Benchmark Business Group

Epic Business Fails

March 4, 2014

Many a business has attempted to do something "new," "different," or "improved" and found that what they believed was a good idea, maybe even a great idea, was truly a failure. Again, and we stress this, it is not because they believed what they were doing was a bad idea, as a matter of fact, they so believed in their ideas that they willingly risked their companies. This month, we are going to look at a few of these failures and explore what could be done to avoid such Epic Fails.

One definition that Dictionary.com has for epic is: of unusually great size or extent. They also have the following for one definition for fail: to fall short of success or achievement in something expected, attempted, desired, or approved. Combining these two words Dictionary.com defines epic fails as modern slang that means: a spectacularly embarrassing or humorous mistake, humiliating situation, etc., that is subject to ridicule and given a greatly exaggerated importance.

During the month of March we will be exploring three Epic Fails, The McDonald's McResource program, JC Penney's re-branding efforts by Ron Johnson, and the Sochi Olympics preparation issues. This week we will dig deeper into the McResource program.

Epic Fail #1: With Best Intentions 
McDonald's, with an idea to help employees, hired an outside firm to create and manage a website for employees named McResource. A spokesman for McDonalds USA, Lisa McCombs said, "We have offered the McResource program to help our valued McDonald's employees with work and life guidance created by independent third party experts."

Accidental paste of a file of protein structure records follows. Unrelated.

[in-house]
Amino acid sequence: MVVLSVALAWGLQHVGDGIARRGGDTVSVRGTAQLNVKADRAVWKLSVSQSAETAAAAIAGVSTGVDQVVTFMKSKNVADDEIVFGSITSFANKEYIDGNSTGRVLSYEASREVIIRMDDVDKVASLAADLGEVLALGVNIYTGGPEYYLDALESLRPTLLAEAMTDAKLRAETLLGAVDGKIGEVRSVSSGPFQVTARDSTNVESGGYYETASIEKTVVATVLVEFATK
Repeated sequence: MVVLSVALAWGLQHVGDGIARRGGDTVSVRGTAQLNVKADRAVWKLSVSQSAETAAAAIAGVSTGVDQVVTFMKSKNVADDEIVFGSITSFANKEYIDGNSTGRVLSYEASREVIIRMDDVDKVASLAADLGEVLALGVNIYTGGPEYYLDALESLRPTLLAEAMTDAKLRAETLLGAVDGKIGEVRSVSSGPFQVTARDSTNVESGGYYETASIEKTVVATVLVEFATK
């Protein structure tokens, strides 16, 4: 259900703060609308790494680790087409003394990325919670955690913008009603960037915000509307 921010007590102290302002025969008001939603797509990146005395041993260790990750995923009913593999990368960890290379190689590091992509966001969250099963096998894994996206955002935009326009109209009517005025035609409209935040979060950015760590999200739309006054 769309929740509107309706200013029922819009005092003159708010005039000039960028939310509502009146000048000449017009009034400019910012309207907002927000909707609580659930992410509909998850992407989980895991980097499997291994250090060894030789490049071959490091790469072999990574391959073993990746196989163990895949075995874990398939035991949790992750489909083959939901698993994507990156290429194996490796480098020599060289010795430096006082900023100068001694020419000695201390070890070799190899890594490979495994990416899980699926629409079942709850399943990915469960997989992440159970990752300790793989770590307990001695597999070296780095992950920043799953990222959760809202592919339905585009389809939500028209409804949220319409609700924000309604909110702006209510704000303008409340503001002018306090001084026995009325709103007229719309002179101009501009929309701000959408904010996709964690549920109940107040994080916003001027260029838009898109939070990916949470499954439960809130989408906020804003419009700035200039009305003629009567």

With advice such as how to tip for services like a personal trainer, pool cleaners, and au pairs along with suggestions on applying for food stamps the resource began to get media attention and McDonald's faced some tough questions. Sadly, they did not pull the plug immediately as more advice was posted on the McResource website that brought more negative publicity; items such as suggesting returning unopened purchases to help get out of holiday debt and a budget guide meant to help employees to better handle money that did not include money for heat and had $20.00 set aside monthly for health care. And then what appears to be the item that brought McResource to a close was the warning to employees about the health dangers of eating fast food.  

McDonald's seemed to want to help employees but their plan backfired hugely; an Epic Fail!

With what appears to be the best of intentions, what are some things McDonald's overlooked?  

What basic marketing principle was missed?  

What can we all learn from McDonalds's McResource Epic Fail?

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